[Mutation of the FGFR3 oncogene is an independent and favorable prognostic factor for tumor-specific survival in patients with urothelial carcinoma of the upper urinary tract].
Burger M., Catto J., van Oers J., Zwarthoff E., Hamdy FC., Meuth M., Azzouri AR., Cussenot O., Wild PJ., Stoehr R., Hartmann A.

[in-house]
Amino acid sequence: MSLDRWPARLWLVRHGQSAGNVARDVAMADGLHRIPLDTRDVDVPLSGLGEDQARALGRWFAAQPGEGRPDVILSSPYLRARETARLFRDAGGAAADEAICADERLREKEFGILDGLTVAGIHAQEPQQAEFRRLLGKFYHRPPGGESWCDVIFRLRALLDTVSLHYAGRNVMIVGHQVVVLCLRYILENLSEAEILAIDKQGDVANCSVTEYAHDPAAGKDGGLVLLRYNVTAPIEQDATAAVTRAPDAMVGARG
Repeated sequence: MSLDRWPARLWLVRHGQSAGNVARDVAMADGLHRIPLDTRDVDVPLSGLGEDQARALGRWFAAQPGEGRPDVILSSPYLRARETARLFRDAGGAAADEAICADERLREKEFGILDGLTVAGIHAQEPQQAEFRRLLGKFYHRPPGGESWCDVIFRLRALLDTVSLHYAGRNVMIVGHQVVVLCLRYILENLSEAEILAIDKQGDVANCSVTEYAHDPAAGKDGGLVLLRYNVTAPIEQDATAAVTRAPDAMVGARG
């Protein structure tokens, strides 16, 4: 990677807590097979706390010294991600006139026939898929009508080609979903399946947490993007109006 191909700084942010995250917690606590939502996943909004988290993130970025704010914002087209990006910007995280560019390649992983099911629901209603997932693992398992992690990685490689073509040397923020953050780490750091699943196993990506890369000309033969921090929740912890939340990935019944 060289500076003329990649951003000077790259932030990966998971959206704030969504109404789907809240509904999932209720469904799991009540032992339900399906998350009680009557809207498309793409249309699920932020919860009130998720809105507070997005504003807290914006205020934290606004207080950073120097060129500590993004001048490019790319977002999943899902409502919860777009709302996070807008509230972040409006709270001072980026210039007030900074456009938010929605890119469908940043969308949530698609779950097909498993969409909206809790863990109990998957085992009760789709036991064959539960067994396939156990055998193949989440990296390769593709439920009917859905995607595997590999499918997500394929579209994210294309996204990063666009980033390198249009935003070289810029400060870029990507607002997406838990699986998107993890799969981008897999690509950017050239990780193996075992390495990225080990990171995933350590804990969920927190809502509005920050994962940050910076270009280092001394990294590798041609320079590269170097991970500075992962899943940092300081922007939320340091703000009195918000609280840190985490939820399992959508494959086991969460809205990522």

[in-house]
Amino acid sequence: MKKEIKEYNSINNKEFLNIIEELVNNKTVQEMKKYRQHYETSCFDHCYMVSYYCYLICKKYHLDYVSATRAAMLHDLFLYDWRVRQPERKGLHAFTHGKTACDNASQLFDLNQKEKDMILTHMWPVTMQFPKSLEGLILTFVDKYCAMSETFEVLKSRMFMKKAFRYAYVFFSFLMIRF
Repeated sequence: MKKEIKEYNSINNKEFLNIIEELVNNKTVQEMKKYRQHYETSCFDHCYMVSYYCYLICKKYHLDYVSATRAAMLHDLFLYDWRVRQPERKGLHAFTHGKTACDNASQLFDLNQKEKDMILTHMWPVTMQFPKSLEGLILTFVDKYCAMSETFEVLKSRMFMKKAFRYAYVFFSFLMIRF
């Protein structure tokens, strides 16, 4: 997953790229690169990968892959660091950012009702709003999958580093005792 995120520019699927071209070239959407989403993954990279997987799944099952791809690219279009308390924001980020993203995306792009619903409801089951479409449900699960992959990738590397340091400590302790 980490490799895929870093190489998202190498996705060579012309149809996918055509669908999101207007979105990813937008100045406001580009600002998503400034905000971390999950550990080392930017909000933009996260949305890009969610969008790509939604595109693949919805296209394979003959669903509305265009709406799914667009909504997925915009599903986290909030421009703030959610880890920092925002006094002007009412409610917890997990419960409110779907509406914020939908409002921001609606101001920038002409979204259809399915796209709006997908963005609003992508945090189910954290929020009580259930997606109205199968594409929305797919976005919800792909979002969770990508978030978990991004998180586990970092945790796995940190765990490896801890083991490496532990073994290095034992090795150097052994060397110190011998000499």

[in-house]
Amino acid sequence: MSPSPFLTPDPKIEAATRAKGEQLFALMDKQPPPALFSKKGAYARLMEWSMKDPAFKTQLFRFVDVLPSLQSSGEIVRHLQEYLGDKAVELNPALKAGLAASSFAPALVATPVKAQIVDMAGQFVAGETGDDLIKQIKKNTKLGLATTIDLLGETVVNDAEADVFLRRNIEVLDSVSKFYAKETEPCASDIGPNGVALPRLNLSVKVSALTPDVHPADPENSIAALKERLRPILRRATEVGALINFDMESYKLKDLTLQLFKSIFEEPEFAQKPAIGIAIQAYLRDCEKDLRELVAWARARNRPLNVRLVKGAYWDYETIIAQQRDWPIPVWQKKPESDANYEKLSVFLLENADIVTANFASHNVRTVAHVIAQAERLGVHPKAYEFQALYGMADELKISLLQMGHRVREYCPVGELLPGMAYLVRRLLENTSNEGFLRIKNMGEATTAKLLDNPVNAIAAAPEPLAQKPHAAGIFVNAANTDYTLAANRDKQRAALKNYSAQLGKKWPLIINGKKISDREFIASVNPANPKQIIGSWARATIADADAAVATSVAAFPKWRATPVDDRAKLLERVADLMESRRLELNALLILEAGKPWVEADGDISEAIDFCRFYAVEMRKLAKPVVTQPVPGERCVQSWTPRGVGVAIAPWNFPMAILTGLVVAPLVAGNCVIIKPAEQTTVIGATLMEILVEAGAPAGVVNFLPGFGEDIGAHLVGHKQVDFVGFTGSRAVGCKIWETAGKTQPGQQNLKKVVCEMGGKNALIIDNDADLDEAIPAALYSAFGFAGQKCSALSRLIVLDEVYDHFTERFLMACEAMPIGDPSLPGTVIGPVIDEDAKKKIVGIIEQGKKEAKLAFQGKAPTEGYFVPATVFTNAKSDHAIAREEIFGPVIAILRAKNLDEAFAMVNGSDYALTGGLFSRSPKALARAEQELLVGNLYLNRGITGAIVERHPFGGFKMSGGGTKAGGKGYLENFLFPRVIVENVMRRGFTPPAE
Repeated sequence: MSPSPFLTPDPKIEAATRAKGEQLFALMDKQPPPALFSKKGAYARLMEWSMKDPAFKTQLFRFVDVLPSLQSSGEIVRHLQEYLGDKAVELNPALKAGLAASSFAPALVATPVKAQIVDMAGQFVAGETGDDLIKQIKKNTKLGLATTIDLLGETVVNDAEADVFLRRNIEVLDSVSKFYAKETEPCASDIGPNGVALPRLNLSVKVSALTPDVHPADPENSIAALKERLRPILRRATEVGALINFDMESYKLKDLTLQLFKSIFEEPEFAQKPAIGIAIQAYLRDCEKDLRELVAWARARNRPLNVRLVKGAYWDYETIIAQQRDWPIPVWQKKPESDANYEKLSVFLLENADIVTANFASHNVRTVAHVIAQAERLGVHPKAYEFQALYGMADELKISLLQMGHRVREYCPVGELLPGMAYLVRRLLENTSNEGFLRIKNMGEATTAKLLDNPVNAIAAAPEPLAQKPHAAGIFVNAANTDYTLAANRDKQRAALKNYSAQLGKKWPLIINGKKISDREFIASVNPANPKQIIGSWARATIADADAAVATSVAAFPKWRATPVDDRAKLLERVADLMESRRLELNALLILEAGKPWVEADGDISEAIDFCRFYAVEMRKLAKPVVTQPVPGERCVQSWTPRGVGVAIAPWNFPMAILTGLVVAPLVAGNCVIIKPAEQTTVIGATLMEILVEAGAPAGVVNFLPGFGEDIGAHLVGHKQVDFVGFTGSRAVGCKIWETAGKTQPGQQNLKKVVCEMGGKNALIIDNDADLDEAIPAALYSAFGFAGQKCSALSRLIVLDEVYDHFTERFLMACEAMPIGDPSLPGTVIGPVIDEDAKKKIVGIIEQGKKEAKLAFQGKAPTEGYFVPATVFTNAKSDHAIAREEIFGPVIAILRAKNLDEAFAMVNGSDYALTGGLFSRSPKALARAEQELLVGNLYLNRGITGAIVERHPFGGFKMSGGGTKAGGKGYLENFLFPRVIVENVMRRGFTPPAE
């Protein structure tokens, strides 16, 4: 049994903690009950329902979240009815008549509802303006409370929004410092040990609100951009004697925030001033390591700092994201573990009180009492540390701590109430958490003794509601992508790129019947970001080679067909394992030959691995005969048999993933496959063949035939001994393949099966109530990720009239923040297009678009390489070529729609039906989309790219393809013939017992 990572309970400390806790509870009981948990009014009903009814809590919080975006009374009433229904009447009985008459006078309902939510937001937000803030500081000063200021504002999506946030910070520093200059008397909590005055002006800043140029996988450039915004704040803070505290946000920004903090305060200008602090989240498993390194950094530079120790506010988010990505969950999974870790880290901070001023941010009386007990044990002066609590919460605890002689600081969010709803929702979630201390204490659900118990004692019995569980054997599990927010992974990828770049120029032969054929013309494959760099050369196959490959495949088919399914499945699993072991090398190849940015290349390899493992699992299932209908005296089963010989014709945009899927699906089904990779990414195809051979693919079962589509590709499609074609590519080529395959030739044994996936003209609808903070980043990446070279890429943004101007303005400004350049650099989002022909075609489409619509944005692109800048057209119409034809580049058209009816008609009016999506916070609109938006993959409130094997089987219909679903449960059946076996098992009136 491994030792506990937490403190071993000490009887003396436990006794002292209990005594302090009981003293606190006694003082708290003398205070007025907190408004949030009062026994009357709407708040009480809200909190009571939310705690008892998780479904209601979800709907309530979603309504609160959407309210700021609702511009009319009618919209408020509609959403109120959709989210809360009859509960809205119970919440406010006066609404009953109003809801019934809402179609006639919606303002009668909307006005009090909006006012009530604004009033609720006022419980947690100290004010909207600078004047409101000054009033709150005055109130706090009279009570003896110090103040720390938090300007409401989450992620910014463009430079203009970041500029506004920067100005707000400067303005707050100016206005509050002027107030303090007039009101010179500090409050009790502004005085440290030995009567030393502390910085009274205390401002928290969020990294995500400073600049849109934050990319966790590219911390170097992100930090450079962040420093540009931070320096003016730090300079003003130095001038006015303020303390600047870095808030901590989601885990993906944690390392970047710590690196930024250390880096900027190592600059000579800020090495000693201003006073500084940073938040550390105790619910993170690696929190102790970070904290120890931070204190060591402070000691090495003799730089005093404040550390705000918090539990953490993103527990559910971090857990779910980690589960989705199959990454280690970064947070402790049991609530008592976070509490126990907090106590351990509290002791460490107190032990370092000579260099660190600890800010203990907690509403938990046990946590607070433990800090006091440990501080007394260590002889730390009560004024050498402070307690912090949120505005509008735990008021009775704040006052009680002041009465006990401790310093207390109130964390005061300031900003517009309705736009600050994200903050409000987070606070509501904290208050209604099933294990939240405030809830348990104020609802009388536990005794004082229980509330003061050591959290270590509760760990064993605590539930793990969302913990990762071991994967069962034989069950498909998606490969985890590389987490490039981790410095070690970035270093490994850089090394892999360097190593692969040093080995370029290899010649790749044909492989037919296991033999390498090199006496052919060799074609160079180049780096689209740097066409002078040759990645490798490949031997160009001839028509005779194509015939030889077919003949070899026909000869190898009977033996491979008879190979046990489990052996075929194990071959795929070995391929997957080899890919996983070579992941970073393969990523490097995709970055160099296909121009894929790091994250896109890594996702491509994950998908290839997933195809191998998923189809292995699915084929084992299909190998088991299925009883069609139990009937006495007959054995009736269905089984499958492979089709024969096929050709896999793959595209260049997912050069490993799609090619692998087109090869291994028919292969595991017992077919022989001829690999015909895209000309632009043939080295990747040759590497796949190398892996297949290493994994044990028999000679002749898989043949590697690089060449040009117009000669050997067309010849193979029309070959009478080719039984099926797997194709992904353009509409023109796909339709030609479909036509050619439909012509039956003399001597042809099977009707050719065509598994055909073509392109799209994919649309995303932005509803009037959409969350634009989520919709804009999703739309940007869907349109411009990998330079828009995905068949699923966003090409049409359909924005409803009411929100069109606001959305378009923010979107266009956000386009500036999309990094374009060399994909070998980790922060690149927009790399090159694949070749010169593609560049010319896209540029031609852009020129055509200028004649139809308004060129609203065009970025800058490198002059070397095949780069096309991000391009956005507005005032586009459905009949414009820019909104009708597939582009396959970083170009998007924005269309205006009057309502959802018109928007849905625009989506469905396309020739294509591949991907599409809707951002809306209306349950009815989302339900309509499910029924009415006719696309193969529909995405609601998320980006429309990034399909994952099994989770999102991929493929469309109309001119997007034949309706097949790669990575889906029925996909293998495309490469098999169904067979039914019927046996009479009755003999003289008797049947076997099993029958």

AIMS: Urothelial tumors of the upper urinary tract (UUTT) frequently display microsatellite Instability (MSI) and a distinct pathway of tumorigenesis resembling MMR-deficient colorectal cancers has been recognized for MSI-UUTT. For MSS-UUTT however oncogenic mechanisms as in bladder cancer (BC) are debated. Mutation of the oncogene FGFR3 has been linked to lower stage, lower grade and favourable clinical outcome in BC. The aim of this study was to evaluate FGFR3 mutation in MSI and MSS-UUTT. METHODS: 172 unselected UUTT were screened for MSI using the National Cancer Institute Consensus Panel and additional markers; FGFR3 status was studied using mutation analysis. Histopathological and clinical data were reviewed. RESULTS: Microsatellite status had no impact on histopathological or clinical outcome. 52/99 MSS, 10/22 MSI-low and 25/51 MSI-high UUTT displayed mut. FGFR3 respectively. Overall FGFR3 mutation was associated with favourable stage and grade (p <0.0001 and p <0.002), as 62.1% of mut. vs. 23.5 % of wt. FGFR3 UUTT were stage Ta and T1 and graded G3 in 25.3 % vs. 47.1% respectively. That effect depended on MS-status however, as FGFR3 mutation was related to lower stage (pTa and pT1) in MSS/MSI-L (mut 62.9 % vs. wt 18.7%; p <0.01) only as opposed to MSI-H (mut 60% vs. wt. 50%; p = 0,1) UUTTs and as FGFR3 mut UUTTs tended to display lower grade (G1 and G2) provided stable (mut 74,2 % vs. wt. 44.1%; p <0,01) as opposed to instable microsatellite status (mut 76 % vs. wt. 73 %; p = 0.7). There was no marked relation of MS-status or FGFR3 mutation to sex, age or tobacco-exposure; localization in the renal pelvis (p < 0.01) however was more prevalent in the FGFR3 mut group. As opposed to MSI-status FGFR3 mutation had a favourable impact on survival, as 24.1% vs. 54.2 % cancer related deaths occured in the mutated group (p <0.001); this effect was indendent on stage or MSI-status. Neither MSI- nor FGFR3-status had any influence on subsequent bladder tumors. CONCLUSIONS: FGFR3 mutation is frequent in UUTT and appears to be independent of MS-status; however it is related to significantly favourable histopathological parameters and clinical outcome in MSS cases. Thus our findings might back the notion, that MSS and MSI-UUTTs stem from different oncogenic pathways and that their differing molecular character might have some relevance. Further research is warranted to study the clinical behavior of these tumors and to evaluate a potential role for MS-status and FGFR3 as prognostic tools.